Still Talk; Second City
The Cottage Recording Co. 
Fire Note Says: Small Houses releases a record from the core.
Album Review: If you have read the Fire Note long enough, most people know that I have this solid place in my music library reserved for the honest singer/songwriter. Right next to my collection of every style of indie rock you can imagine, classic rock I won’t always admit and experimental weird stuff that only a few of us like, there is a section reserved for this very type of record by Philadelphia’s Small Houses.
Small Houses is the moniker Jeremy Quentin plays under, and his new record Still Talk; Second City is delivered by his addicting weathered vocals that cover subjects you might expect such as love, home, friendship and journey. That line should have you hooked if you are into records like Josh Rouse’s first album Nebraska or the heart on the sleeve offerings from Chuck Ragan. Small Houses creates the feeling that you are in the same room on the intimate “Seventeen In Roselore” or bar, on the more rousing “Staggers and Rise.” On some of the more acoustic numbers, like the closing “While I’m Away,” you will ingest lines like “Goodbyes make the mind race / though she said it with a smile / ain’t no worry tears on her face / just kiss her goodnight.” Those lines just strike your core as anyone can connect with this uneasy feeling. Small Houses hit those emotional buttons throughout Still Talk; Second City.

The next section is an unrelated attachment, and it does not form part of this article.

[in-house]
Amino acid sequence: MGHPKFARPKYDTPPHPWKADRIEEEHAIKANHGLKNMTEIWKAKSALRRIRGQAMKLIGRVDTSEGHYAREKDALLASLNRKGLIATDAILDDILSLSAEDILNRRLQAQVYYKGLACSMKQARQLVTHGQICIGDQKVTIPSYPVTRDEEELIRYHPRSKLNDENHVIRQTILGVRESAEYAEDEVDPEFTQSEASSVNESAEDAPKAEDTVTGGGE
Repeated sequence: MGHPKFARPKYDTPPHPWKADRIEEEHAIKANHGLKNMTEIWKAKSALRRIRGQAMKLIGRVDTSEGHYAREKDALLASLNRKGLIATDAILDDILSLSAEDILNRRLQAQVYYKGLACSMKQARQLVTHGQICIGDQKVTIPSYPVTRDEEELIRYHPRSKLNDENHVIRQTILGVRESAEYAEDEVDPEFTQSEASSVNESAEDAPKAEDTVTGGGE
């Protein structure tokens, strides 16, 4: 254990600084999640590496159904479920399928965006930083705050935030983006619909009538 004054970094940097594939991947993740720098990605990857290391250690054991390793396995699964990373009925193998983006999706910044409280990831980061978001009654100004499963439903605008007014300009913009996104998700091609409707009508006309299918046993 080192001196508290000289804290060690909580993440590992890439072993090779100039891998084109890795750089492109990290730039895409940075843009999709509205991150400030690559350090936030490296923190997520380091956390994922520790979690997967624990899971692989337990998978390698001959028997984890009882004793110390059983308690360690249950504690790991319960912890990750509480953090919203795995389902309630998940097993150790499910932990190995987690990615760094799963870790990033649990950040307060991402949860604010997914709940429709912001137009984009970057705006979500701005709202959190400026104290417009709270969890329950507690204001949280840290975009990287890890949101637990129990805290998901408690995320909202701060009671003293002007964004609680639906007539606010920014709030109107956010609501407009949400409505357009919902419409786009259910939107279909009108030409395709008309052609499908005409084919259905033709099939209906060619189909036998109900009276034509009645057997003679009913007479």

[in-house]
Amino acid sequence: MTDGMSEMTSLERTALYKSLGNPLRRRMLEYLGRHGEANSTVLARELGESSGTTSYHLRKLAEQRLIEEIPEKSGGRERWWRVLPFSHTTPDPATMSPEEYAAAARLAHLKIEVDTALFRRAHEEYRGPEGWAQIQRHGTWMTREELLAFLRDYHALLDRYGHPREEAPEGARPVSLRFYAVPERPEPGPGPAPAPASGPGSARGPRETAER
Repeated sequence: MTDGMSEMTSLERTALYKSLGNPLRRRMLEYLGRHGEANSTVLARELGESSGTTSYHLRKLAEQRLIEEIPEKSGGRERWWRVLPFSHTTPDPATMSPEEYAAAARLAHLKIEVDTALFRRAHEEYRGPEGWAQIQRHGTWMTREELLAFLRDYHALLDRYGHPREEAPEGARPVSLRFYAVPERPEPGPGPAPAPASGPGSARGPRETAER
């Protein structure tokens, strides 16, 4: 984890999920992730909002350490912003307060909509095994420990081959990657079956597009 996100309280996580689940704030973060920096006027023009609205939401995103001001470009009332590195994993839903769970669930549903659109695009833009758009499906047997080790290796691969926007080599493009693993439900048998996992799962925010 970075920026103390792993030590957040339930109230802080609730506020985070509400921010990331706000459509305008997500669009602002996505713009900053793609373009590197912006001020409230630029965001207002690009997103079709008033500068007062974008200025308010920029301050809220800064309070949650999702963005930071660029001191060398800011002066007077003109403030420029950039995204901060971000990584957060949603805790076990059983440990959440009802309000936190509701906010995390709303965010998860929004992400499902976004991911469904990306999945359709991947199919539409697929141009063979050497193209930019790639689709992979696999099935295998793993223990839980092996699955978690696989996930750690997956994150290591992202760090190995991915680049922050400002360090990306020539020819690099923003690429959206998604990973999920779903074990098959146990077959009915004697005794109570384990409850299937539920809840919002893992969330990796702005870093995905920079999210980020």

What I really like about Small Houses is that it would have been easy to just make a man and his guitar type of record. Instead, Quentin brings along a slew of artists like Mike Brenner (Magnolia Electric Co., Songs:Ohia), Samantha Crain (vocals on “Seventeen in Roselore”), Erin Rae (The Meanwhiles), and John Davey which help shape this album. From the supporting female vocals to the “bigger” guitar moments throughout the album, Still Talk; Second City has the right touch of diversity to keep you interested for its 40 minute run.
At the end of the day, you can listen to tons of records and tons of different styles but take an album like Still Talk; Second City for a spin and I guarantee it will have an impact. This project was possible because of Quentin’s never give up type of dedication, which included various odd jobs and sleeping in his car in order to put this record out. That hard work and “nothing but the music approach” can be heard on every toughened line and strained guitar strum as Small Houses released an album that is all about the story and music – what more could you ask for?
Key Tracks: “Revel” / “Staggers And Rise” / “Still Talk”
Artists With Similar Fire: early Josh Rouse / Tim Easton / William Elliott Whitmore
Small Houses Website
Small Houses Facebook
The Cottage Recording Co.
– Reviewed by Christopher Anthony
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1 thought on “Small Houses: Still Talk; Second City [Album Review]”
You’re comparing him to Tim Easton? Well, now I have to check this out!!!